According to Thomas Aquinas, in the case of extraordinary Eucharistic Miracles in which the appearance of the accidents are altered, this further alteration is not considered to be transubstantiation, but is a subsequent miracle that takes place for the building up of faith. Nor does the extraordinary manifestation alter or heighten the presence of Christ in the Eucharist, as the miracle does not manifest the physical presence of Christ: "in apparitions of this sort ... the proper species [actual flesh and blood] of Christ is not seen, but a species formed miraculously either in the eyes of the viewers, or in the sacramental dimensions themselves."Some denominations, especially Lutherans, have similar beliefs regarding the Eucharist and the Real Presence, though they reject the Roman Catholic concept of transubstantiation, preferring instead, the doctrine of the sacramental union, in which "the body and blood of Christ are so truly united to the bread and wine of the Holy Communion that the two may be identified. They are at the same time body and blood, bread and wine. ...In this sacrament the Lutheran Christian receives the very body and blood of Christ precisely for the strengthening of the union of faith." Lutherans hold that the miracle of the Eucharist is effected during the Words of Institution. Both the Eastern Orthodox Churches and the Oriental Orthodox Churches, such as the Coptic Church, insist "on the reality of the change from bread and wine into the body and the blood of Christ at the consecration of the elements," although they have "never attempted to explain the manner of the change," thus rejecting philosophical terms to describe it. The Methodist Church similarly holds that Christ is truly present in the Eucharist "through the elements of bread and wine," but maintains that how He is present is a Holy Mystery. All Anglicans affirm the real presence of Christ in the Eucharist, though Evangelical Anglicans believe that this is a pneumatic presence, while those of an Anglo-Catholic churchmanship believe this is a corporeal presence, but at the same time still rejecting the philosophical explanation of transubstantiation.Extraordinary Eucharistic miracles
Some Catholic saints reportedly survived for years on nothing but the Eucharist. Marthe Robin fasted from all food and drink except the Eucharist from 1930 to her death in 1981.Brazilian Servant of God Floripes Dornellas de Jesus lived for 60 years feeding with Eucharist only.Teresa Neumann, the famed Catholic Stigmatic from Bavaria subsisted on no solid food but the Holy Eucharist from 1926 until her death in 1962 some 36 years later. In a biography written about her she stated that numerous times she attempted to eat other things only to have them regurgitate immediately upon attempting to swallow them.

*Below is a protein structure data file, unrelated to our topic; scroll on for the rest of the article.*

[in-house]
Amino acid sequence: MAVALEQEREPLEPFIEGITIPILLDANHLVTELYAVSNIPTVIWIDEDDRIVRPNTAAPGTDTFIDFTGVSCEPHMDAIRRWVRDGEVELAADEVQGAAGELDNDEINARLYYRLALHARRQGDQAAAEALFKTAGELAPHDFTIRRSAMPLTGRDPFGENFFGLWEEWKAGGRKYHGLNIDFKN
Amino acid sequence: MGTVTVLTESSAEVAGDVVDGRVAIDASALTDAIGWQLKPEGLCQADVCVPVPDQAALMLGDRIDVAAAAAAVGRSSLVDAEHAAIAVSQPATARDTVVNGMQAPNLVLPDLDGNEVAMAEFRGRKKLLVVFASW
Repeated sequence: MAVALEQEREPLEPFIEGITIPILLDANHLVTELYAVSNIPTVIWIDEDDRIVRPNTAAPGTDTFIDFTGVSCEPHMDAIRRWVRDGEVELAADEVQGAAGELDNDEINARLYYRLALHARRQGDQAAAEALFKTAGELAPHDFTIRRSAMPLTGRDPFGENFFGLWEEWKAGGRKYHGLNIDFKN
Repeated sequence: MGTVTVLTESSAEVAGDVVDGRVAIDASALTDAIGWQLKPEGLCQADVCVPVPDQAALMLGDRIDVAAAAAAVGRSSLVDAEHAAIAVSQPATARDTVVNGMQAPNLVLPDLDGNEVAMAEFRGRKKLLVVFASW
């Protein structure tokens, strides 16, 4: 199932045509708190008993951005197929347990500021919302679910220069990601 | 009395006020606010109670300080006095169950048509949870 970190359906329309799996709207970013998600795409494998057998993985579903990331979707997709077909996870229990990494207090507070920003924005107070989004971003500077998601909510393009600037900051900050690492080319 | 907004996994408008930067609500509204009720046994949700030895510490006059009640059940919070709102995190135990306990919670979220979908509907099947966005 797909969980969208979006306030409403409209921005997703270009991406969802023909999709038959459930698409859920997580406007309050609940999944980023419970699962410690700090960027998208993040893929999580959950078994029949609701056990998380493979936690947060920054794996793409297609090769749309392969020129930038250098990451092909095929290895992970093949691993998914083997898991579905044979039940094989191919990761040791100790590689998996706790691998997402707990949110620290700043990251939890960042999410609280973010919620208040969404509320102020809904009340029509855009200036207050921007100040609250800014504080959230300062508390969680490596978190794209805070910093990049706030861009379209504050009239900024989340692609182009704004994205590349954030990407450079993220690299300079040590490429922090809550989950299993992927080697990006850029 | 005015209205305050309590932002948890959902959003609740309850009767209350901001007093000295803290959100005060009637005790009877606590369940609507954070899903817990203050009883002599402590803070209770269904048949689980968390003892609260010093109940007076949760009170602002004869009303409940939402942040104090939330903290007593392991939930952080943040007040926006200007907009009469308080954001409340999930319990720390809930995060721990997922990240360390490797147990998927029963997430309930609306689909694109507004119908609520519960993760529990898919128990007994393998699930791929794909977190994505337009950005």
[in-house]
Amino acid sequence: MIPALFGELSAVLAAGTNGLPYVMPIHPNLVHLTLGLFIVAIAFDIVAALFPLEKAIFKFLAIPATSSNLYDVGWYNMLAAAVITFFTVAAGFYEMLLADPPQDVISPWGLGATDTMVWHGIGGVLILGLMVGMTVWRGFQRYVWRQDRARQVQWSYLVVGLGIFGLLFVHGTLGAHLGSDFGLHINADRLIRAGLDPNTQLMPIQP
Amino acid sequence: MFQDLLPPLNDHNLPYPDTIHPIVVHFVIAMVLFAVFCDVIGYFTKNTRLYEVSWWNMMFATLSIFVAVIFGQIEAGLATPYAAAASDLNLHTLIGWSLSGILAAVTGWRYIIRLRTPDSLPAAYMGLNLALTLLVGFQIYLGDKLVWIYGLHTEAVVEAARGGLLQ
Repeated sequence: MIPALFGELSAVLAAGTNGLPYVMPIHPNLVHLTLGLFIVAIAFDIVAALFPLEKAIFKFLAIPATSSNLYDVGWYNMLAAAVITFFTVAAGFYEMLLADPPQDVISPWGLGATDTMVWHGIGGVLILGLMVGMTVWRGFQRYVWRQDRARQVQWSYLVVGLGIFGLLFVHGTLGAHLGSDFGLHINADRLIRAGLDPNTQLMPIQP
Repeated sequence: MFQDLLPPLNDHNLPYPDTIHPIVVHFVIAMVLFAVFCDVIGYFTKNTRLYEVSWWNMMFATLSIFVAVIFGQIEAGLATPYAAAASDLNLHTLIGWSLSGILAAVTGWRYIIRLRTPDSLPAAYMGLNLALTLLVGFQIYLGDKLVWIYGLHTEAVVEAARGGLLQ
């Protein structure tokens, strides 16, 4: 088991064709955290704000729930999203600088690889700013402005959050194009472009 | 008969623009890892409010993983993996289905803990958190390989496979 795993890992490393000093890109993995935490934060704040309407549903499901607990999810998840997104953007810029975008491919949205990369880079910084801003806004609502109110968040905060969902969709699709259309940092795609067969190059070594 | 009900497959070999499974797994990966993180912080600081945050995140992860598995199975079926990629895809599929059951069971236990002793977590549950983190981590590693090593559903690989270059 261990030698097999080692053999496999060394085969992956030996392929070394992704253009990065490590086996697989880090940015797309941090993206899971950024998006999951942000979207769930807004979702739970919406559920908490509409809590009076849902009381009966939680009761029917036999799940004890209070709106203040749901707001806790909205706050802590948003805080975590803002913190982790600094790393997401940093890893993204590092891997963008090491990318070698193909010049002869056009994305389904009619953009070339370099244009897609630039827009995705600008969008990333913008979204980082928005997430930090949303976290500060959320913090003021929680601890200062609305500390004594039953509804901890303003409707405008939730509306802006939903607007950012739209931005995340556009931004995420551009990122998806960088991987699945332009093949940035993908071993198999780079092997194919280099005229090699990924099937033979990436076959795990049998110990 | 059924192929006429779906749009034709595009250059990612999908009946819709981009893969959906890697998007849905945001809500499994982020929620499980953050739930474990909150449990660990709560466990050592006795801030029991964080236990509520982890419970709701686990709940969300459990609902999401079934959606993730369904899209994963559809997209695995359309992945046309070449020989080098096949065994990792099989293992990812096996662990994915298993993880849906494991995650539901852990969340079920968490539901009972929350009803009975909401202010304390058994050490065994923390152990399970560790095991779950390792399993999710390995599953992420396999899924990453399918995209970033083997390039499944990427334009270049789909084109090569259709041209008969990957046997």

Some saints reportedly received Holy Communion from angels. One example is the visionaries of Our Lady of Fatima receiving the Eucharist from an angel. The angel, "whiter than snow, ... quite transparent, and as brilliant as crystal in the rays of the sun," proffered the Eucharist host and chalice to the Holy Trinity in reparation for the sins committed against Jesus Christ, then administered the Eucharist to the visionaries and instructed them to make acts of reparation. Another example is Saint Faustina receiving the Eucharist from a seraph. At one time, she saw a dazzling seraph dressed in a gold robe, with a transparent surplice and stole, holding a crystal chalice covered in a transparent veil, which he gave Faustina to drink. At another time, when she was doubting, Jesus and a seraph appeared before her. She asked Jesus, but when he did not reply, she asked the seraph if he could hear her confession. The seraph replied, "no spirit in heaven has that power" and administered the Eucharist to her.
Flesh, blood and levitation